- Introduction to Auditing
- Players in the Audit Industry
- Generally Accepted Auditing Standards (GAAS) - Overview
- Auditing Ethics and Rules of Professional Conduct
- Understanding the Independent Auditors' Report
- Auditor's Report with Reservations
- The Auditing Process
- Auditing: Management Assertions
- The Audit Evidence
- Audit Risk Models
- Auditing: Assessing Inherent Risk
- Auditing: The Concept of Materiality
- Auditing: Client Risk Profile
- How Auditors Document Their Work?
- Internal Controls in a Company
- COSO - Integrated Internal Control Framework
- Assessing Control Risk
- Testing Internal Controls
- Auditing Issues in Small Businesses
- Auditing Planning Approach
- Audit Programs
- Auditing the Sales Cycle
- Substantive Audit Procedures
How Auditors Document Their Work?
The discipline of preparing well documented, and organizing working papers is equally important for an auditor as the audit itself. In public accounting, GAAS requires the auditor to document all the evidence that supports the audit opinion.
Auditors are to a company's financial health what an annual doctor's visit is to our health. They scrutinize the firm's financial documents before arriving at some conclusions that will be reviewed by others. The guidelines that govern the audit are called the Generally Accepted Auditing Standards, drafted by the Auditing Standards Board of the American Institute of Certified Public Accountants or AICPA. These guidelines ensure Auditors make consistent, verifiable, and accurate checks.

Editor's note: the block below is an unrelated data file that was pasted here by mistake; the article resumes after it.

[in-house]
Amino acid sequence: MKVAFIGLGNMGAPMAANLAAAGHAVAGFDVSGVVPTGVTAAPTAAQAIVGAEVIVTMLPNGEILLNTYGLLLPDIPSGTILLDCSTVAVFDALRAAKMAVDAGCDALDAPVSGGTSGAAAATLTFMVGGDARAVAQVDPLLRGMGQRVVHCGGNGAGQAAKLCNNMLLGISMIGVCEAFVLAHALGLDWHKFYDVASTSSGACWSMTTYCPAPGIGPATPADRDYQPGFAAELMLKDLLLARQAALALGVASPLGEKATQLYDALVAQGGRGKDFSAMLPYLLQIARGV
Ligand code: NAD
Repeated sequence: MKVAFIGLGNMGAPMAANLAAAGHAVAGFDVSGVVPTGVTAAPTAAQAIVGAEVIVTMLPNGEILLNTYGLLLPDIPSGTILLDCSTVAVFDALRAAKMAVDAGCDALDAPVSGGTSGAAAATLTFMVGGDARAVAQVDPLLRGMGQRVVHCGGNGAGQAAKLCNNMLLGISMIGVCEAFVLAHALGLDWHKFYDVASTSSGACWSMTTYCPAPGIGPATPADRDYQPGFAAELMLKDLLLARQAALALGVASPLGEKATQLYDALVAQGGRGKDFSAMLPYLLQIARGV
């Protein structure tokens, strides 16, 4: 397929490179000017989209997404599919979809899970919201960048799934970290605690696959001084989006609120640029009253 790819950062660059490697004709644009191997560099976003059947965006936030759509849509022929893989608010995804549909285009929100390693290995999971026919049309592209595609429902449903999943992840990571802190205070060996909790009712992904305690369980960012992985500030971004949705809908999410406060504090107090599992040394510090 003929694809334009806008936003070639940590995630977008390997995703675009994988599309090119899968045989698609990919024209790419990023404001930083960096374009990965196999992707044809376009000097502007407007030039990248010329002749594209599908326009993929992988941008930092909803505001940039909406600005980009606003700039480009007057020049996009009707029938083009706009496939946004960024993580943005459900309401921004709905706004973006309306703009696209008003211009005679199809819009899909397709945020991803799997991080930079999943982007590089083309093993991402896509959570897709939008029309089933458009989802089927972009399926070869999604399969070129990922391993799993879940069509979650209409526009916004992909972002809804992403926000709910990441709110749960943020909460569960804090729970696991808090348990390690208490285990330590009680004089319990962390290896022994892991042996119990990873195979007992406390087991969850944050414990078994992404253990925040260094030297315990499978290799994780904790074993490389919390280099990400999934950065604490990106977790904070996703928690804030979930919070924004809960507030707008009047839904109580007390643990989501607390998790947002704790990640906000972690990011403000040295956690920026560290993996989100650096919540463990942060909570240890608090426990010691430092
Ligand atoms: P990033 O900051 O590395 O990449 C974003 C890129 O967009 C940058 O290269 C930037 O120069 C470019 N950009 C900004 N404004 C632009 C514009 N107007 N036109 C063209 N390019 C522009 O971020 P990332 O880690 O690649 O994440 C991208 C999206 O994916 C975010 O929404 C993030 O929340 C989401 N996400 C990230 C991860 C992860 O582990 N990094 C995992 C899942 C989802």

The documentation done by the auditor during the checks is put in a working file. It outlines the audit plan, process, and documents supporting the conclusions in one place. It is very important that auditors document their work thoroughly and use the working file for current scrutiny and future reference.
The key purpose of maintaining a working file by auditors is:
Document evidence for the basis of the auditor's conclusions and if the objectives of the audit were met.
Present evidence that all legal and regulatory standards were met in accordance with GAAS.
Additionally, Auditors maintain working papers for the following reasons.
Assist the engagement team to plan and conduct the audit.
Retain records that have a bearing on the financial future of the company for future audits.
Assist external or peer reviews.
Serve as a reference for work done by previous auditors and as a place to plan and conduct current audits.
GAAS has assigned certain terms with a specific meaning. Let's look at them as they will be used in later explanations.
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